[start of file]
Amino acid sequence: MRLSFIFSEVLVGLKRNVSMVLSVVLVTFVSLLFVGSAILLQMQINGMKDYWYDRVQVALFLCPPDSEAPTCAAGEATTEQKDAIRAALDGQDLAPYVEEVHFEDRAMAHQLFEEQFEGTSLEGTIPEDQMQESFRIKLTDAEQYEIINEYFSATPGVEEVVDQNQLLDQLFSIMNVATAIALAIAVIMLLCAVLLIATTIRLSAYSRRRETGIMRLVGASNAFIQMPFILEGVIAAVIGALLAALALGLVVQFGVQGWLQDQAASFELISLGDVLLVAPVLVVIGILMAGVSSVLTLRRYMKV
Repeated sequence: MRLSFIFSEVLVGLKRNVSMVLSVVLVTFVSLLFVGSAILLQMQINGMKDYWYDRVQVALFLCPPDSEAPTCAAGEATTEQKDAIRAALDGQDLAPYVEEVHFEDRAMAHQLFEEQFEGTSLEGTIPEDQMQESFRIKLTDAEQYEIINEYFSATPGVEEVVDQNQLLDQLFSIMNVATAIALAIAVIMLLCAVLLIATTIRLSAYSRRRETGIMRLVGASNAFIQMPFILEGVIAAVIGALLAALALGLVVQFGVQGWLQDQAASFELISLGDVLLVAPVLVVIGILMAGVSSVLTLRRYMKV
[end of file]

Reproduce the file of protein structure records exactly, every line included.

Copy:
Amino acid sequence: MRLSFIFSEVLVGLKRNVSMVLSVVLVTFVSLLFVGSAILLQMQINGMKDYWYDRVQVALFLCPPDSEAPTCAAGEATTEQKDAIRAALDGQDLAPYVEEVHFEDRAMAHQLFEEQFEGTSLEGTIPEDQMQESFRIKLTDAEQYEIINEYFSATPGVEEVVDQNQLLDQLFSIMNVATAIALAIAVIMLLCAVLLIATTIRLSAYSRRRETGIMRLVGASNAFIQMPFILEGVIAAVIGALLAALALGLVVQFGVQGWLQDQAASFELISLGDVLLVAPVLVVIGILMAGVSSVLTLRRYMKV
Repeated sequence: MRLSFIFSEVLVGLKRNVSMVLSVVLVTFVSLLFVGSAILLQMQINGMKDYWYDRVQVALFLCPPDSEAPTCAAGEATTEQKDAIRAALDGQDLAPYVEEVHFEDRAMAHQLFEEQFEGTSLEGTIPEDQMQESFRIKLTDAEQYEIINEYFSATPGVEEVVDQNQLLDQLFSIMNVATAIALAIAVIMLLCAVLLIATTIRLSAYSRRRETGIMRLVGASNAFIQMPFILEGVIAAVIGALLAALALGLVVQFGVQGWLQDQAASFELISLGDVLLVAPVLVVIGILMAGVSSVLTLRRYMKV